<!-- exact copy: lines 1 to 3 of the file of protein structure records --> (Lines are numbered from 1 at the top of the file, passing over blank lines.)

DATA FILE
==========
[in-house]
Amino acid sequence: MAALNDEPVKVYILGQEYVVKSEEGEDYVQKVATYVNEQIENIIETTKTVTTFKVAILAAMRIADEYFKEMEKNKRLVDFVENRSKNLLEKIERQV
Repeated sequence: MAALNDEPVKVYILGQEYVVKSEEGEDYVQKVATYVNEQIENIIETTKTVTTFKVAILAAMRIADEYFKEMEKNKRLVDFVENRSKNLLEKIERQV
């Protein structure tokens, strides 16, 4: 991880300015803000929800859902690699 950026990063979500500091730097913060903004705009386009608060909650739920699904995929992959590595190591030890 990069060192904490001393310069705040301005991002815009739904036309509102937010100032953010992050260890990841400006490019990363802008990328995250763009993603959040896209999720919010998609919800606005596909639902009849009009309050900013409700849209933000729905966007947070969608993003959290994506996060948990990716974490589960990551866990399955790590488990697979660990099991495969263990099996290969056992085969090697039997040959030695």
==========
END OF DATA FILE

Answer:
[in-house]
Amino acid sequence: MAALNDEPVKVYILGQEYVVKSEEGEDYVQKVATYVNEQIENIIETTKTVTTFKVAILAAMRIADEYFKEMEKNKRLVDFVENRSKNLLEKIERQV
Repeated sequence: MAALNDEPVKVYILGQEYVVKSEEGEDYVQKVATYVNEQIENIIETTKTVTTFKVAILAAMRIADEYFKEMEKNKRLVDFVENRSKNLLEKIERQV